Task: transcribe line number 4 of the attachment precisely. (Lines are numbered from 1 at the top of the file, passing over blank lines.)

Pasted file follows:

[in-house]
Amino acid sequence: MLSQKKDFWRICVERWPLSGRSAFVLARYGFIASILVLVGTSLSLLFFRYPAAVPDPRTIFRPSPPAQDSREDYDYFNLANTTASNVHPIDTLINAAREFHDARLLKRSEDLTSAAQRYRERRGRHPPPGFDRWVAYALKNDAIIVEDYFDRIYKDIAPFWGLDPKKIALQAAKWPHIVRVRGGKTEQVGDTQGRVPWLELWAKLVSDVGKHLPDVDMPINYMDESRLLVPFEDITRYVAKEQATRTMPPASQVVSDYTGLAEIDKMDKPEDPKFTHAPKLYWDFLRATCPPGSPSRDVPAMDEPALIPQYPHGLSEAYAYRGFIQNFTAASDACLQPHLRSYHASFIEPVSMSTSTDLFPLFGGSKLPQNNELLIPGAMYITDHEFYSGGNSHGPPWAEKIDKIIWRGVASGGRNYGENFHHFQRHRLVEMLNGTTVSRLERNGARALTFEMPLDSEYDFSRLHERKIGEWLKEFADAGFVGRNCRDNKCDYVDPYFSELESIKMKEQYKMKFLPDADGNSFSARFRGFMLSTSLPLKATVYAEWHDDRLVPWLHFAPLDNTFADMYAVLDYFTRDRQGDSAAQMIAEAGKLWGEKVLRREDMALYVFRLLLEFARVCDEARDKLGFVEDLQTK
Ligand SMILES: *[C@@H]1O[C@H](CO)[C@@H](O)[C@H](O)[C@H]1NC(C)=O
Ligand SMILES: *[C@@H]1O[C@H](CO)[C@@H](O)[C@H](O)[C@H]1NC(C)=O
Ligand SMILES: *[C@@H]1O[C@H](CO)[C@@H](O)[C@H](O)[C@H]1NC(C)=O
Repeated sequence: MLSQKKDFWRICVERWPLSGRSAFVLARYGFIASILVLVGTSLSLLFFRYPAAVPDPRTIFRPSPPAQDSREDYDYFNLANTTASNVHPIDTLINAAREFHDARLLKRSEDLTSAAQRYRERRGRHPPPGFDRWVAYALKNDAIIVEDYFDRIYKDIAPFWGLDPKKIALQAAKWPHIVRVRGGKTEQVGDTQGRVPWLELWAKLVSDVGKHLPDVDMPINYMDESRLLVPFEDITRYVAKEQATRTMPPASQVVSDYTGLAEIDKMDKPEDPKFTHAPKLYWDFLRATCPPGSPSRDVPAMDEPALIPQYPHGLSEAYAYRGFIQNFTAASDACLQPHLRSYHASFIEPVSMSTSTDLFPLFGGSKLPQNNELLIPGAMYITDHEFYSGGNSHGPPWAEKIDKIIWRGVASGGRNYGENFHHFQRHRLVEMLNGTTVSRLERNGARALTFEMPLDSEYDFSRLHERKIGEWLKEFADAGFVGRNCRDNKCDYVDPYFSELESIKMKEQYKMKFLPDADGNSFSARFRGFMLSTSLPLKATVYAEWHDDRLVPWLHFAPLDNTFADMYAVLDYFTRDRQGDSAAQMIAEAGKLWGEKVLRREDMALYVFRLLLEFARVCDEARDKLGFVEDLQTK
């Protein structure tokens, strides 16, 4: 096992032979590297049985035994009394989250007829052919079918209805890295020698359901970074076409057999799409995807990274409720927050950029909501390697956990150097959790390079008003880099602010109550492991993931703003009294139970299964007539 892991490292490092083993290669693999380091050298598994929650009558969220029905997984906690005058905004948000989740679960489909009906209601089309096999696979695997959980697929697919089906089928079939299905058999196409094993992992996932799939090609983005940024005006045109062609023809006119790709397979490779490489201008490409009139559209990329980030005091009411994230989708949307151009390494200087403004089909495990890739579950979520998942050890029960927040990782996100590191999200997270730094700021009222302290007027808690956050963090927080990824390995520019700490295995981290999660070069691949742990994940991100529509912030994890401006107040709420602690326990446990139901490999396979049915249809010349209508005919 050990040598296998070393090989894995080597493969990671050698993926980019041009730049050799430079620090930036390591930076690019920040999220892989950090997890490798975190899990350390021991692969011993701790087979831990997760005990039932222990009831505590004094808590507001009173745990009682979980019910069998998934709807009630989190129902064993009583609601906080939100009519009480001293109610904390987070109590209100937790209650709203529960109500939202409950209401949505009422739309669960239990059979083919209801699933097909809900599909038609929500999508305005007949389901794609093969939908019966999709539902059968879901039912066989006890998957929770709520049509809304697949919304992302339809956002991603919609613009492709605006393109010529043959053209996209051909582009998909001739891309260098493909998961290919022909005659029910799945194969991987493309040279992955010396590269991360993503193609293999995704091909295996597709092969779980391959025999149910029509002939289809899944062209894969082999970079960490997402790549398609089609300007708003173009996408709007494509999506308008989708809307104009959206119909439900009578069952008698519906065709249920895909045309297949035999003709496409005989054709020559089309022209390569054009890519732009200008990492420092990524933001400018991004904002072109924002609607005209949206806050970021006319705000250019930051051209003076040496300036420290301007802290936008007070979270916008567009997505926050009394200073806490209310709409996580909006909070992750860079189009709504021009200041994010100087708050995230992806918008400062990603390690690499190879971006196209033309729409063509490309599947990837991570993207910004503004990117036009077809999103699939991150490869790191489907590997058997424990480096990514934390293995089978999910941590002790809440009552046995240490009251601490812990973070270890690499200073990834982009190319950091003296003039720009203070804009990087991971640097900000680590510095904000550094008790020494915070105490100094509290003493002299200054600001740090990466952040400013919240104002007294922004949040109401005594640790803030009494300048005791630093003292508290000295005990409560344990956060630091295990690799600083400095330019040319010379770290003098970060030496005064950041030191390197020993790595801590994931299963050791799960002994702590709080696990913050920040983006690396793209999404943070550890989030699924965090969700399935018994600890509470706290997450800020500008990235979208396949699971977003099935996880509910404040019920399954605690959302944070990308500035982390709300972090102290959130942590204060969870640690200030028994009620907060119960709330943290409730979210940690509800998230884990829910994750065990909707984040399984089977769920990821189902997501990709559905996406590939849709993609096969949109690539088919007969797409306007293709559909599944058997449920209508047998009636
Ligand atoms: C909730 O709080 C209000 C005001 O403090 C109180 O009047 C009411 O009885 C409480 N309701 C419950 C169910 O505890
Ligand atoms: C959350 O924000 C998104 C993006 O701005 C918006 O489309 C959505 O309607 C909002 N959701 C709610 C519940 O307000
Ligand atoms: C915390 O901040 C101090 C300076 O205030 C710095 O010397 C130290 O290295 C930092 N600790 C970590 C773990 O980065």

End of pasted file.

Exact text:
Ligand SMILES: *[C@@H]1O[C@H](CO)[C@@H](O)[C@H](O)[C@H]1NC(C)=O